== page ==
Crime in Choir

The Hoop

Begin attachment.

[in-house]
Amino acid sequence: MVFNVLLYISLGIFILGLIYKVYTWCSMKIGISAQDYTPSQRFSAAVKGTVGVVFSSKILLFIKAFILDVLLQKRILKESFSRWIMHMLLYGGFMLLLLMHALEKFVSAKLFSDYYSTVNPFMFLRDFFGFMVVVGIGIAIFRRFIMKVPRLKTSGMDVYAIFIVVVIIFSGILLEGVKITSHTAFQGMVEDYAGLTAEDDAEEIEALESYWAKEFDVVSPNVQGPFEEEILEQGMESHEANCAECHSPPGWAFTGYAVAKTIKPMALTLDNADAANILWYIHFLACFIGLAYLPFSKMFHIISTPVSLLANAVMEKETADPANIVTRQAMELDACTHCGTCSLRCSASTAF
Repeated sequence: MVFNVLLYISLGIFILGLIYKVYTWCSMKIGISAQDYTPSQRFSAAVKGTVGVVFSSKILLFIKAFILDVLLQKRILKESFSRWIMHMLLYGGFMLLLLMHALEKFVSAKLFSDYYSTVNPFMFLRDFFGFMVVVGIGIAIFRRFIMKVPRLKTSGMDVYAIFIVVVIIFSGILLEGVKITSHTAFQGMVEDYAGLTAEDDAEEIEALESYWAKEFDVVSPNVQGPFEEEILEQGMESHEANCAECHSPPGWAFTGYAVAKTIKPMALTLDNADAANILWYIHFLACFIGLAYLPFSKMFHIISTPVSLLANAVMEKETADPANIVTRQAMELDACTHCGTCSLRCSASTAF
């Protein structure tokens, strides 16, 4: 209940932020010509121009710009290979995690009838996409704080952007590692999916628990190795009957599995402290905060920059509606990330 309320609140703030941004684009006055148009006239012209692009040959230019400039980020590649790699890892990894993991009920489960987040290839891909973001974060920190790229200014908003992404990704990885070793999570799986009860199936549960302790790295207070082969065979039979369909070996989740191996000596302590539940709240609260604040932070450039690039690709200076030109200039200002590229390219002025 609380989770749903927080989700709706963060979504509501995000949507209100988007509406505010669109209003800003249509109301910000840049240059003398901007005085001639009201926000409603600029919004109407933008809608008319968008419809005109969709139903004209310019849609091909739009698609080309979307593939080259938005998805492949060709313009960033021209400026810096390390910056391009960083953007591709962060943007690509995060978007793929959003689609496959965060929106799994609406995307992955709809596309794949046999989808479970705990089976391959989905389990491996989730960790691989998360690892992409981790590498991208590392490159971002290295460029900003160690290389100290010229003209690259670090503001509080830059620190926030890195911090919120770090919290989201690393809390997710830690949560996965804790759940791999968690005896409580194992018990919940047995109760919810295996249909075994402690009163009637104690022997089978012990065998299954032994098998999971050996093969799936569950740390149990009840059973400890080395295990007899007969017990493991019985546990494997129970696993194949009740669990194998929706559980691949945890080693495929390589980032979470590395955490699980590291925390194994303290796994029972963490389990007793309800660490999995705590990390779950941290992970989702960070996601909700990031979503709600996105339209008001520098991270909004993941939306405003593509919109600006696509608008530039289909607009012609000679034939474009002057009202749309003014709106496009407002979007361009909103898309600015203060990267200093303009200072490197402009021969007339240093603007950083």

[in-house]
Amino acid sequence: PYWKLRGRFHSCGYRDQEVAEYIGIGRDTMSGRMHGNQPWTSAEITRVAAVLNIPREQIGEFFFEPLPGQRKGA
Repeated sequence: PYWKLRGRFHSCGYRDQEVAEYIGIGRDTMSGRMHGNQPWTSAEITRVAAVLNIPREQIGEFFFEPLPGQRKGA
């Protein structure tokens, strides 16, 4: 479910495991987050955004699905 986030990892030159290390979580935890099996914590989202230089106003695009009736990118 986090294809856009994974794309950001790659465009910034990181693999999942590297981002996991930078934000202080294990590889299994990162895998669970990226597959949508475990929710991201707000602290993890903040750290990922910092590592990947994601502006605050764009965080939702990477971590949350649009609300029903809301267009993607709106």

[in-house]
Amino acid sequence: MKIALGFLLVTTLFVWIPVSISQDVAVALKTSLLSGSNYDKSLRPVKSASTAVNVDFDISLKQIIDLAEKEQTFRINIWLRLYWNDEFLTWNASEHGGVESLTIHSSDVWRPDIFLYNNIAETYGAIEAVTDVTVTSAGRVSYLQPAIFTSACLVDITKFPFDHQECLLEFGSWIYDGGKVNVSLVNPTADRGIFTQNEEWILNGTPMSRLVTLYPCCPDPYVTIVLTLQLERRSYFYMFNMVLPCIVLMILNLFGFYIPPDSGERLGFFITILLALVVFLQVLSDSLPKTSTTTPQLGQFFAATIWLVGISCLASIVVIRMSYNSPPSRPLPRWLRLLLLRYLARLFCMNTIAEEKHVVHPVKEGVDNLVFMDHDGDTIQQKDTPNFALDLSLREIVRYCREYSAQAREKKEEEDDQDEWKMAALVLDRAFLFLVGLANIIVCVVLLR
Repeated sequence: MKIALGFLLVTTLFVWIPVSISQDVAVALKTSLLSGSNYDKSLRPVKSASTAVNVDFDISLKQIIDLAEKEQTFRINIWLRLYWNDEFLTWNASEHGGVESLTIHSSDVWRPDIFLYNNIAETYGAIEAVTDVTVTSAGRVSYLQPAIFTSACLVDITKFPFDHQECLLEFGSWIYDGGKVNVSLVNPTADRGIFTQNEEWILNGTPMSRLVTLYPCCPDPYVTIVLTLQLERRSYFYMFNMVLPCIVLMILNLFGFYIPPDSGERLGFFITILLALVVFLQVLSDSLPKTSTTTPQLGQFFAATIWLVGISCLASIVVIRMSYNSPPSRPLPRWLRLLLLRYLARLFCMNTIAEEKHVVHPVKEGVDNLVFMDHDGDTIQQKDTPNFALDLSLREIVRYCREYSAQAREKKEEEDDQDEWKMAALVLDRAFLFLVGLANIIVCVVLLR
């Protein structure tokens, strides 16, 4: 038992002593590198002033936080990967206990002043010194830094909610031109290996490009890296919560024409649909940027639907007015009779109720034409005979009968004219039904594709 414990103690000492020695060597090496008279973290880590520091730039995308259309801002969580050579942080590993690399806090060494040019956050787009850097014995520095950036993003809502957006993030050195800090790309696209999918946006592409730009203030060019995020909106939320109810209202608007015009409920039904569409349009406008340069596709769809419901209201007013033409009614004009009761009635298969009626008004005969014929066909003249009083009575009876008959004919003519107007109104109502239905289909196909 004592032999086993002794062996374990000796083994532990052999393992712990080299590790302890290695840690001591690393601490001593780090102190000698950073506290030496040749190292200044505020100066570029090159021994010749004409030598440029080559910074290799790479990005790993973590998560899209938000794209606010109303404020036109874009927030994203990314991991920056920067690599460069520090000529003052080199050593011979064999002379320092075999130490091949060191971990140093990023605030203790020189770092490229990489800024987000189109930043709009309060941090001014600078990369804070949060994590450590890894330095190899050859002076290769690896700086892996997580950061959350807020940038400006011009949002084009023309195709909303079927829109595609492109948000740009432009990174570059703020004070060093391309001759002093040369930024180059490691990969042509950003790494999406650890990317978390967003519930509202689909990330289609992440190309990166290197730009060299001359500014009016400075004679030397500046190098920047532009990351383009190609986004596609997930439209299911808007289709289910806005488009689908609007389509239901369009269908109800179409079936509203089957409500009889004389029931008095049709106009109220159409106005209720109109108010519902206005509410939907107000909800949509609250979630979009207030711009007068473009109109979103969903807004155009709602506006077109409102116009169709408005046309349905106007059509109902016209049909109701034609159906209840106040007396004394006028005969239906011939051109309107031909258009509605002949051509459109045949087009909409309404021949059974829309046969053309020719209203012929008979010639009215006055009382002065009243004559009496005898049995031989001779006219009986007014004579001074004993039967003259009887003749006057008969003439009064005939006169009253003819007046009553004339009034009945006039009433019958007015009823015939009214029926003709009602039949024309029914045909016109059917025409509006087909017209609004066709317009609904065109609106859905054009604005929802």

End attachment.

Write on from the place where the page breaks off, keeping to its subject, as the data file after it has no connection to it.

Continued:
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Crime in Choir's The Hoop serves up more of the band's fascinating instrumental music, which draws from math rock, prog, pop, and jazz influences. However, this cut-and-dried description doesn't do justice to the power of Crime in Choir's music, which is aggressive and beautiful, fast-moving but hypnotic, and evocative and tightly wound at the same time. Crime in Choir's fondness for intricate keyboards definitely has its roots in prog rock, but in the band's hands, they give the music its own uniquely dark sparkle. Delivering on the promise of their self-titled debut, the amount of passion and precision the band packs into each track of The Hoop is truly awe inspiring. "Strong Beautiful Suspicious Horse" might be the first track, but with its commanding keyboard arpeggios, brass, and swift melodic and rhythmic shifts, it gets The Hoop off to an already climactic-sounding start. Indeed, the album is virtually a 33-minute peak. Being such a densely packed album, The Hoop challenges listeners to be as intensely focused as the music is. This is a good thing, for the most part, but keeping up with the album's twists and turns can be more than a little tasking. Fortunately, though, The Hoop's somewhat demanding intensity is also intensely rewarding: though Crime in Choir's pieces feature lots of different, shifting ideas and parts, the band's music never feels abrupt or slapped together. Pieces such as "Magnetotail," which pairs a crunchy drum loop with dreamy, Durutti Column-like guitars and even dreamier keyboards, sound longer than they actually are, but that's a compliment; Crime in Choir know how to make the most of pacing, arrangements, and melodies, and The Hoop's tracks are short enough that playing them again soon to catch any missed details is a delight instead of a chore. While some of Crime in Choir's influences hark back to the '70s, the band's music doesn't sound tied to any particular place or time, adding to its evocative qualities. While it sounds fresh, the album doesn't sound "new"; indeed, one of the best things about The Hoop is its oddly nostalgic feel, particularly on "Vene Qua," a brisk, strangely affecting waltz that doesn't sacrifice any of the band's power for its poignancy. "Night Bandit" is another unusually elegant and kinetic track, with layers of guitars, pianos, and a shuffling beat that blur and borrow from different styles and ages. Even the full-on rock of "Hot Slant" and the indie leanings of "Didomonico" have a moodiness and timelessness that make them more interesting than mere outbursts or genre exercises. Even though it's hard to believe that The Hoop is just over a half-hour long, the album is ample proof that Crime in Choir do more in 33 minutes than many other experimental instrumental bands accomplish in twice that amount of time.

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